It was graduation weekend at George Washington University, where Steve has taught for the last 23 years. At a brunch for students and their families, one group stood out: a half-dozen women in brightly colored hijabs, traditional Muslim headscarves. They were there to support and celebrate Aliya, an honors graduate who also headed the Muslim Students' Association on campus.
It was graduation weekend at George Washington University, where Steve has taught for the last 23 years. At a brunch for students and their families, one group stood out: a half-dozen women in brightly colored hijabs, traditional Muslim headscarves. They were there to support and celebrate Aliya, an honors graduate who also headed the Muslim Students’ Association on campus.
We thought of that scene this week when the Supreme Court issued its ruling in the University of Texas affirmative action case. Liberals were pleased that the court left standing the university’s system for promoting diversity; conservatives were encouraged by the directive that lower courts review the system and subject it to “strict scrutiny.”
Sherrilyn Ifill of the NAACP Legal Defense and Educational Fund summed up the import of the ruling: Affirmative action remains legal but must meet a “sharper and tighter standard” to survive future challenges.
Most of the commentaries, however, gave scant notice to a key point. All but one justice, Clarence Thomas, upheld the core doctrine advanced by the court in previous cases: Diversity — in all its forms — is an absolutely critical virtue in higher education.
Aliya benefitted from a GW education and is headed for a bright career in public policy. But the rest of us — her fellow students, her teachers and the professionals she will work with in the years to come — also profit from her presence.
Just one example: Aliya invited Steve to give a talk last semester on the treatment of Muslims in the U.S. media. The room was crowded with students, many wearing headscarves, and the discussion was one of the most stimulating he had all year. It never would have happened without Aliya and other Muslim students organizing themselves and focusing attention on their concerns.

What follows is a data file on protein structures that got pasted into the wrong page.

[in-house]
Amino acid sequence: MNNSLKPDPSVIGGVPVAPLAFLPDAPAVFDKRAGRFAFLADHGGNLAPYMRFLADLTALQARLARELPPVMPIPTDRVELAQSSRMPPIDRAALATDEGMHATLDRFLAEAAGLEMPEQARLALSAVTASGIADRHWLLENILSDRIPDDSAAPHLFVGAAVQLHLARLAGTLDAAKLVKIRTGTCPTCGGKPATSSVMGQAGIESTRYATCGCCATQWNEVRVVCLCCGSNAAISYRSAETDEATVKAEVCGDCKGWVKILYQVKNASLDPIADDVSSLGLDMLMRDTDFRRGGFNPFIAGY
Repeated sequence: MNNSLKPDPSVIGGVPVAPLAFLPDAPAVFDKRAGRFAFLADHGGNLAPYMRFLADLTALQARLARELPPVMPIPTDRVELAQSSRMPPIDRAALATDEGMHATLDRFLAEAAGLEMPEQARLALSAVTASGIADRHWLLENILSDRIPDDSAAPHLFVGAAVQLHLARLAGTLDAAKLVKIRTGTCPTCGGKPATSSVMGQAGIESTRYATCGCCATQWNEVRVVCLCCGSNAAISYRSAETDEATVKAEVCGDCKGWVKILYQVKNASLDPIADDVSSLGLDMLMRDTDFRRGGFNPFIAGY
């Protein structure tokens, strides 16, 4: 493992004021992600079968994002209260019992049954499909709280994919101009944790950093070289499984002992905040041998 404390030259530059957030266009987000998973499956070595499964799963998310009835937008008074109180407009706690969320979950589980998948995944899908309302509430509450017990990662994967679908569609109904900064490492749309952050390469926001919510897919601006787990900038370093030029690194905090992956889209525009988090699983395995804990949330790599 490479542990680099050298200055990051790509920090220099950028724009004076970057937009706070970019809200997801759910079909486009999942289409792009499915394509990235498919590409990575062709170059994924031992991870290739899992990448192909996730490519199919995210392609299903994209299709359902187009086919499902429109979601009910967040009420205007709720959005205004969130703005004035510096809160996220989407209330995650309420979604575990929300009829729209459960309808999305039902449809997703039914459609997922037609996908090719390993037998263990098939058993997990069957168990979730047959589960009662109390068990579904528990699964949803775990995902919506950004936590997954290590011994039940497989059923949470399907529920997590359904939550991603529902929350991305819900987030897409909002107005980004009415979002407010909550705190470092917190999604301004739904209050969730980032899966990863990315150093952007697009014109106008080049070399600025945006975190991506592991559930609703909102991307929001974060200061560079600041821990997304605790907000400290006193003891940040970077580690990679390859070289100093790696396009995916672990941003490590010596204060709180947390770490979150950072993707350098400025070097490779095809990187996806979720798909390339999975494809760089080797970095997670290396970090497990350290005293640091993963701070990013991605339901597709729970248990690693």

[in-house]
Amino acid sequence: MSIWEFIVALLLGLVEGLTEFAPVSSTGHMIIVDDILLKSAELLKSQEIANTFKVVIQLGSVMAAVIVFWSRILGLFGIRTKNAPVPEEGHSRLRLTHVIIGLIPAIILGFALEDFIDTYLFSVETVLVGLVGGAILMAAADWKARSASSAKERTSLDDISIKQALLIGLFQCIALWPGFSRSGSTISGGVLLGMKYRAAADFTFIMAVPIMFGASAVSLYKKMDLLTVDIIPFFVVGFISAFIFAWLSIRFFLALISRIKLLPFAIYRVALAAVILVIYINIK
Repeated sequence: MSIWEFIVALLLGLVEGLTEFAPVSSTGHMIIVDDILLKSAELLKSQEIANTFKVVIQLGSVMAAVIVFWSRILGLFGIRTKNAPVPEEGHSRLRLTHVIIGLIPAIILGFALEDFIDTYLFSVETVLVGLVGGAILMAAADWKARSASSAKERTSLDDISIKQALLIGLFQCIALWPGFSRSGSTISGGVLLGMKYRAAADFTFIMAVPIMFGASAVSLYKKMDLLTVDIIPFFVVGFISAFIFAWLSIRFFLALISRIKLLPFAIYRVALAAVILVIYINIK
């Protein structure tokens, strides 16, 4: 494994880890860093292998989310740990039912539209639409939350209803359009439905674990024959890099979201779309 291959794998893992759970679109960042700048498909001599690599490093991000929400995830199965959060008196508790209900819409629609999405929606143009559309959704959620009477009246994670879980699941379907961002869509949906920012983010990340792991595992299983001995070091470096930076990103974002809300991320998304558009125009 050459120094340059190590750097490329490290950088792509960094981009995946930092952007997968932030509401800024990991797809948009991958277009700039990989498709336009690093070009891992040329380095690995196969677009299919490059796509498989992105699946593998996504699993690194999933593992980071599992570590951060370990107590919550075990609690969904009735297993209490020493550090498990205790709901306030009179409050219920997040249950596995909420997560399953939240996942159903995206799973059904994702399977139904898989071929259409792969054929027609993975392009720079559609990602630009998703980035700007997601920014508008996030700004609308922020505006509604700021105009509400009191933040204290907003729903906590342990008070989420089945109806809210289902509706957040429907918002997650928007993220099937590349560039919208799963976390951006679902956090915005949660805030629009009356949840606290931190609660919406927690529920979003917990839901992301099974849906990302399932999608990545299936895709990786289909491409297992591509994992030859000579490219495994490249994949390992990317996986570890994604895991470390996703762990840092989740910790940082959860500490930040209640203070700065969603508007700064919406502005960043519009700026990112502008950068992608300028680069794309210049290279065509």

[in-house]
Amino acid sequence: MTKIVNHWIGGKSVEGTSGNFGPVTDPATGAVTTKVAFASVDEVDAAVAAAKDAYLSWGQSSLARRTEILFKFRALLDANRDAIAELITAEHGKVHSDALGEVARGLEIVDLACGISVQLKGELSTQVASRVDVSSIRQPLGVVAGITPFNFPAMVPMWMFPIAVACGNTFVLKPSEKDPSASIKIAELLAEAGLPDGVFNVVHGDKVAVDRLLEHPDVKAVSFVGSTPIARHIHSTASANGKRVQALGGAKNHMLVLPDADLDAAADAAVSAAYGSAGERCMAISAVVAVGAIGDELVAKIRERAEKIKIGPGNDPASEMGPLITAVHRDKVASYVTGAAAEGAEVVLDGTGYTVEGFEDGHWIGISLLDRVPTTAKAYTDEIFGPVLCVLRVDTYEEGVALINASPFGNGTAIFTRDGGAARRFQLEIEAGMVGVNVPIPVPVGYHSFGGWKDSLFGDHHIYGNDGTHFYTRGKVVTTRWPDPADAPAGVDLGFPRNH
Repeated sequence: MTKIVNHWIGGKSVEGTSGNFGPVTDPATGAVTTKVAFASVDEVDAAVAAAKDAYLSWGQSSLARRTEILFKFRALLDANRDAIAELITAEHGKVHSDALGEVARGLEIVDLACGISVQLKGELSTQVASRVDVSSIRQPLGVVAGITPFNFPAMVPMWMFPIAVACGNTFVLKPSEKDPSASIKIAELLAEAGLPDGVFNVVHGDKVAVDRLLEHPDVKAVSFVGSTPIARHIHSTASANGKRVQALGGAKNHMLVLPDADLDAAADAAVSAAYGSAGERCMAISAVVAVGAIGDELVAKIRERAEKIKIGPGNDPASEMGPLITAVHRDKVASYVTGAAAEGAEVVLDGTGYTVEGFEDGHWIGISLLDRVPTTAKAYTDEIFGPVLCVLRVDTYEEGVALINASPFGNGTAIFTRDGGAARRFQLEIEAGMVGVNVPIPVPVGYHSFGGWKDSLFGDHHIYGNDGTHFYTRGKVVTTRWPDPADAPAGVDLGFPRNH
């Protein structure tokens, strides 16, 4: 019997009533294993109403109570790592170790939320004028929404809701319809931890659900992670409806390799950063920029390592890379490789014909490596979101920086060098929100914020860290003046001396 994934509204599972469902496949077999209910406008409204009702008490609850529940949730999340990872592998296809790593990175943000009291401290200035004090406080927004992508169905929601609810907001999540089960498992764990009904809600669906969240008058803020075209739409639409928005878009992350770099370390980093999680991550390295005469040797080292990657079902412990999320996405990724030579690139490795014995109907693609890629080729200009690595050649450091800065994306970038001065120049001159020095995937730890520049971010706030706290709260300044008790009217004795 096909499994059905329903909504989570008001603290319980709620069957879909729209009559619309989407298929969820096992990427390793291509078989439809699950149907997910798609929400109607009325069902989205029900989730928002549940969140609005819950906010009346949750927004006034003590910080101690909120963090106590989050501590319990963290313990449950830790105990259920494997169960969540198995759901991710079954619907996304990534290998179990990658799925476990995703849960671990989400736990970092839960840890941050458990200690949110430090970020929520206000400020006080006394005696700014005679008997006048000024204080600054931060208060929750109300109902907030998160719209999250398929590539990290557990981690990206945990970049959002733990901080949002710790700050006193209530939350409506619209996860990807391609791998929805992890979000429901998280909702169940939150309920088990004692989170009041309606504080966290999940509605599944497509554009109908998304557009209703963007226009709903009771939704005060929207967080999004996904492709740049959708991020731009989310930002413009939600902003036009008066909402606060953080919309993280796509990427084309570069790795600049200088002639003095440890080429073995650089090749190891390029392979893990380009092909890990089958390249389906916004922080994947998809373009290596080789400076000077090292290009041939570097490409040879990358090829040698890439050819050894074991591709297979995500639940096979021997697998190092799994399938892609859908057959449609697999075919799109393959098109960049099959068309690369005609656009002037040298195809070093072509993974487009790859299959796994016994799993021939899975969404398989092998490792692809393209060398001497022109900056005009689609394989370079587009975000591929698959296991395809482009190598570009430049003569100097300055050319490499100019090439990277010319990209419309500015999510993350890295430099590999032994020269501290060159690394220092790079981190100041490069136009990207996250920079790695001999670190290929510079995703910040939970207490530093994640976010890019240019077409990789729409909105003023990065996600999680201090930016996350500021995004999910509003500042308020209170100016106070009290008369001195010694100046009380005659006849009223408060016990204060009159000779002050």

Critics often see affirmative action through a very narrow and distorted lens — as a gift or a favor to one person at the expense of another. That’s simply wrong. Diversity enriches the educational experience of everyone, even those who oppose affirmative action.
Attorney General Eric Holder got it right when he said after the court’s decision: “I am pleased that the Supreme Court has followed longstanding precedent that recognizes the compelling governmental interest in ensuring diversity in higher education. The educational benefits of diversity are critically important to the future of this nation.”
Steve sees those “educational benefits” every day. Many of his students are relatively privileged suburbanites from outside New York or Philadelphia; smart and generous, but limited in their worldview and life experience. So think what they learned in a writing class from Jackie, an African-American from inner-city Chicago who described her upbringing this way: absent father, disabled mother, raised largely by an aunt and grandmother in a family home that then burned to the ground.
The significance of her story transcends her race. Jackie also wrote about the role of religion in helping her overcome adversity. In the relentlessly secular world of a university, her faith — as well as her skin color — contributed significantly to the “educational benefits” she brought to campus.
Then there’s Maha, who grew up in California, a U.S. citizen with a Jordanian mother and Egyptian father. She wrote about what it was like to be a dark-skinned Muslim woman traveling alone, stopped and searched and humiliated at virtually every airport she has ever flown through.
Everyone in the class, her professor included, learned something important about what it was like to see the world through her eyes. (She now works for the U.N., running health clinics in Palestinian refugee camps on the West Bank during the day and teaching yoga at night.)
The benefits of diversity were also visible in a class Steve taught about media and politics during last year’s election. Bryan, the son of Cuban emigrants, talked about writing press releases for Marco Rubio, the young senator from Florida. Maya, an African-American, surprised the class by describing how many of her friends were disillusioned with President Obama. Kaitlin, an evangelical Christian from Southern California, kept quoting her mother and reminding her classmates that not everyone shared their East Coast liberal mindset. So did Sinead, the daughter of a New York cop who headed the college’s Young Republicans and worked her way through college tending bar.
Diversity remains an essential part of a complete education. The court has mandated a robust discussion on how to achieve that goal. But only the means are in question, not the end. Let a thousand hijabs bloom!
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Steve and Cokie Roberts can be contacted by email at email@example.com.